One of my jobs is substitute teaching in local high schools. I've asked students if they know anyone who owns an e-reader, since the writers/readers loops I'm on are filled with people who seriously think that everyone is on their second or third generation reader. There are usually a few hands that go up, as students admit their mother might have an e-reader, or even some of them might have one, or use their I-pads to read books. But they are distinctly in the minority.Invariably when I ask the classes if they prefer paperbacks, the students who do like to read, those who often have books open while they are supposed to be doing worksheets, will insist they prefer to hold an actual book in their hands. The rest of the students will look at me as if I'd just asked if they kill and butcher their own meats before they eat. When I query further, what usually comes out is that for most of the teens, the idea of reading for pleasure is an anathema. They read what they have to, for classes. They can hardly wait until they are done with high school so they won't have to read anymore, (many seem to think college won't require reading! I chuckle warmly to myself at their naivety.)
This idea of reading as being onerous and not pleasurable surely must be the origin of the statistics that proclaim the "average" American adult hasn't read an entire book in six years. That's right, at least six years. Wow. The first time I read that I was stunned. I learned to read from my mother before I was in kindergarten; she had me read her newspapers while she was cooking. By first grade I was reading Shakespeare out loud to her. As I got older, my tastes have continually evolved, but to me it was a natural progression to become an English major when I got to college. My parents strongly objected, Dad telling me I was wasting his hard-earned money on a degree that would allow me to quote Shakespeare to diners while I served them their food. I hate the fact that he was right since I've learned subsequently that no one in the business world values the erudite, well-read intellectual. But I made my choices and after years of writing, I've ended up with two part-time bread-money jobs and I write when I can make the time.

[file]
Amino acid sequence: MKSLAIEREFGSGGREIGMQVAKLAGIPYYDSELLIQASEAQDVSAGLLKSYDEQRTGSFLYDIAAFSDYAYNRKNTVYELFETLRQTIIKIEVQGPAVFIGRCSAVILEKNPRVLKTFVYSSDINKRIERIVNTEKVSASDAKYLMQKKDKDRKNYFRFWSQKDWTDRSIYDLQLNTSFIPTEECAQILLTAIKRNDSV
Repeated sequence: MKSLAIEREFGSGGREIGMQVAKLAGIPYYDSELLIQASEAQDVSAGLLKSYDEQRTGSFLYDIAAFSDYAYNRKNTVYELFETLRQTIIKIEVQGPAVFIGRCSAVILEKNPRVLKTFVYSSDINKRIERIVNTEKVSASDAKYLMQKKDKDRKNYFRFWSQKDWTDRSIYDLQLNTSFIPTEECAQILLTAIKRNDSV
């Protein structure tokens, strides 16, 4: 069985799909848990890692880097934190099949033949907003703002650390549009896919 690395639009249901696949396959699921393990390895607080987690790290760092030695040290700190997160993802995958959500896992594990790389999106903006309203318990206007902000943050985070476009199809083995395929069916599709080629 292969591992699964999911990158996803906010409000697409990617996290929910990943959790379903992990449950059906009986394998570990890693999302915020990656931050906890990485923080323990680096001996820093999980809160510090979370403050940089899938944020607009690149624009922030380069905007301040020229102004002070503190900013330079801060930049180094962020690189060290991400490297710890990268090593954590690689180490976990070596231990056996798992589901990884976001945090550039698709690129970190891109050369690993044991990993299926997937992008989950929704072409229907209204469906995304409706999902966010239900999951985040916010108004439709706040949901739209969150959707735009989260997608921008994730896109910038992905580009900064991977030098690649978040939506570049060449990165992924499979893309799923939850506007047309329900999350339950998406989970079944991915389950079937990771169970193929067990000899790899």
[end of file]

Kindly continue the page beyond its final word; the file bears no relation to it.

But as authors, it behooves us to understand why the vast majority of adults don't read...or if they do, it's magazines, or e-zines these days, devoted to specific interests, like sports or porn. What is it about reading they find distasteful? Is it because it's hard work, to think about the words you're reading? I can't understand that way of thinking, since reading has always been my ticket to escape from reality. How else can you live someone else's life? How else can you understand intimately what it was like to live in another era of time, or to experience historical events as they were happening? Through books I've had "conversations" with people who were long dead before I was born, yet after reading their words, the ideas they had in their brains can now live in mine. What could be more interesting? I'll never know exactly what it is like to be a man, or to be born and raised in a different country or time period, but I can read books written in first-person and catch a glimmer of what that particular person thought about life. I can study human behavior in books, and look around me to see the evidence that the author was correct, or in error. I can escape from the boredom of the everyday routine nature of life by temporarily imagining myself to be the hero/heroine of whatever fiction I'm reading, and I can become magnificent and important for a short time. How can something that is habit-forming and addictive, yet not deleterious to your health, be shunned as if it was a disease? How can people not flock to reading to allow them to dream of bigger and better worlds?
I realize I'm preaching to the choir here, because if you didn't like to read and write, you wouldn't be here. The oldest of my four kids didn't like to read, but I used every trick I had ever learned and made up some new ones, to get him interested. As adults, all of my kids make the time to read. But what about people whose parents aren't English teachers? How do we reach them, to get them to see the possibilities contained within the pages of books: the cheapest, least fattening, legal, and totally healthy way to pleasure yourself?
If you want to learn about my books, please visit me at: www.fionamcgier.com
I write contemporary erotic romance, but my stories incorporate what I think about things like the eternal struggle between the sexes, the importance of family, and the nature of the society we experience in the western world.